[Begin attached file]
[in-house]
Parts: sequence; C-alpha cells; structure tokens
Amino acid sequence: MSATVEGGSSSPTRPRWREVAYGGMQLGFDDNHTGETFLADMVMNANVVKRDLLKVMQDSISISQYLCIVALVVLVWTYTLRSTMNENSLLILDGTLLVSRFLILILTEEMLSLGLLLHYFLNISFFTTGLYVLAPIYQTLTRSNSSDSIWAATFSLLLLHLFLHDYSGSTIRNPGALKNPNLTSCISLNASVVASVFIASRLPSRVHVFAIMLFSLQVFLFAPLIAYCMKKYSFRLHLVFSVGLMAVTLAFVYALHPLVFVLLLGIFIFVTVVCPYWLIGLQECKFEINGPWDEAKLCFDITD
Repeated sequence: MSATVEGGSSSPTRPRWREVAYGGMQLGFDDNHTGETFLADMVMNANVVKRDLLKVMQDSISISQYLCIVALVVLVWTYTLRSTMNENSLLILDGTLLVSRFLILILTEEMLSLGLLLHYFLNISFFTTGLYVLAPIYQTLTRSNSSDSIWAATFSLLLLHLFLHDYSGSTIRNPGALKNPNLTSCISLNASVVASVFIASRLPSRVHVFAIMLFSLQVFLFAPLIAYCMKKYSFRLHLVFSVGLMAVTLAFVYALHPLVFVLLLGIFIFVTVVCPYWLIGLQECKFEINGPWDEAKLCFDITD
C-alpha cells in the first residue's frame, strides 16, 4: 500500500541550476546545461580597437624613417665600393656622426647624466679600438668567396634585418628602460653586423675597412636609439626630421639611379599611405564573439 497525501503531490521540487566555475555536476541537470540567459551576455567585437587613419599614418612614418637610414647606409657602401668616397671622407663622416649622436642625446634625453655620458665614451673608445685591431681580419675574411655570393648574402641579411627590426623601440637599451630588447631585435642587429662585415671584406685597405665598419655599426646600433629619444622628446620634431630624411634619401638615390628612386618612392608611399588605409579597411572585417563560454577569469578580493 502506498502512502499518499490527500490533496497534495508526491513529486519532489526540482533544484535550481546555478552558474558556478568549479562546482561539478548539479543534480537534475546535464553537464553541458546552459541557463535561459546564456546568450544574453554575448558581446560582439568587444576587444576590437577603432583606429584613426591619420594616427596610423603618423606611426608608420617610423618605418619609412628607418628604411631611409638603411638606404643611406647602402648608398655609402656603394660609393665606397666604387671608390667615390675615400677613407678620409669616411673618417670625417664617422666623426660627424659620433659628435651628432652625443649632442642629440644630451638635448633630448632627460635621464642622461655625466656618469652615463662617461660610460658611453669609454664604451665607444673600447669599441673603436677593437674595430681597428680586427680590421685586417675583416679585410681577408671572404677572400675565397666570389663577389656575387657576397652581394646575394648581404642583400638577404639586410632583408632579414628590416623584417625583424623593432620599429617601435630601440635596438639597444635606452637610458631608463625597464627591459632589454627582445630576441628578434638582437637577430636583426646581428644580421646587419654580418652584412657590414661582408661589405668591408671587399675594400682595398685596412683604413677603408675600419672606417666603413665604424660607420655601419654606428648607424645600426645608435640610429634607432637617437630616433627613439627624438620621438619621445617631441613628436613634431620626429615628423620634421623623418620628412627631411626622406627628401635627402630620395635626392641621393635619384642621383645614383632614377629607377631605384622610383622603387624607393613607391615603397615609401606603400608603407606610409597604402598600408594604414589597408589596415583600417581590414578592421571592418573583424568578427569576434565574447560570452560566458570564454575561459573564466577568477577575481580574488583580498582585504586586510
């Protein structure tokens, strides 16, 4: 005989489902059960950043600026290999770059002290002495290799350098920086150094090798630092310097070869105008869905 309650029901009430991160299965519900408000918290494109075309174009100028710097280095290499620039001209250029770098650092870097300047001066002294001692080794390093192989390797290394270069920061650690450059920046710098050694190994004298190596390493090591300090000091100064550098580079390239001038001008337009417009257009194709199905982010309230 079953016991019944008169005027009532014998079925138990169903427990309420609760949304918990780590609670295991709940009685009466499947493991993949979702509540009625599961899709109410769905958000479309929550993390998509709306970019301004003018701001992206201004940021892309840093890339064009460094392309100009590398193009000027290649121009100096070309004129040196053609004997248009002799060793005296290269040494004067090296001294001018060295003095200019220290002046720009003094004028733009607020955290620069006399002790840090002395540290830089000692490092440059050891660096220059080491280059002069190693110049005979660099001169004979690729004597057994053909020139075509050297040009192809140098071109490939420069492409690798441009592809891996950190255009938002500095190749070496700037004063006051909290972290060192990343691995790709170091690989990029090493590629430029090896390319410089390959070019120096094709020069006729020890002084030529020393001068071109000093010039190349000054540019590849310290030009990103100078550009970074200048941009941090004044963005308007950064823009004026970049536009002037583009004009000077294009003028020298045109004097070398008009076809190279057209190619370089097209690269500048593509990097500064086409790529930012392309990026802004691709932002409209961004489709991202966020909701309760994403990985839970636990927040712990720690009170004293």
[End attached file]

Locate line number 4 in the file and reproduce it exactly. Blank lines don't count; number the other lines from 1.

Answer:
Repeated sequence: MSATVEGGSSSPTRPRWREVAYGGMQLGFDDNHTGETFLADMVMNANVVKRDLLKVMQDSISISQYLCIVALVVLVWTYTLRSTMNENSLLILDGTLLVSRFLILILTEEMLSLGLLLHYFLNISFFTTGLYVLAPIYQTLTRSNSSDSIWAATFSLLLLHLFLHDYSGSTIRNPGALKNPNLTSCISLNASVVASVFIASRLPSRVHVFAIMLFSLQVFLFAPLIAYCMKKYSFRLHLVFSVGLMAVTLAFVYALHPLVFVLLLGIFIFVTVVCPYWLIGLQECKFEINGPWDEAKLCFDITD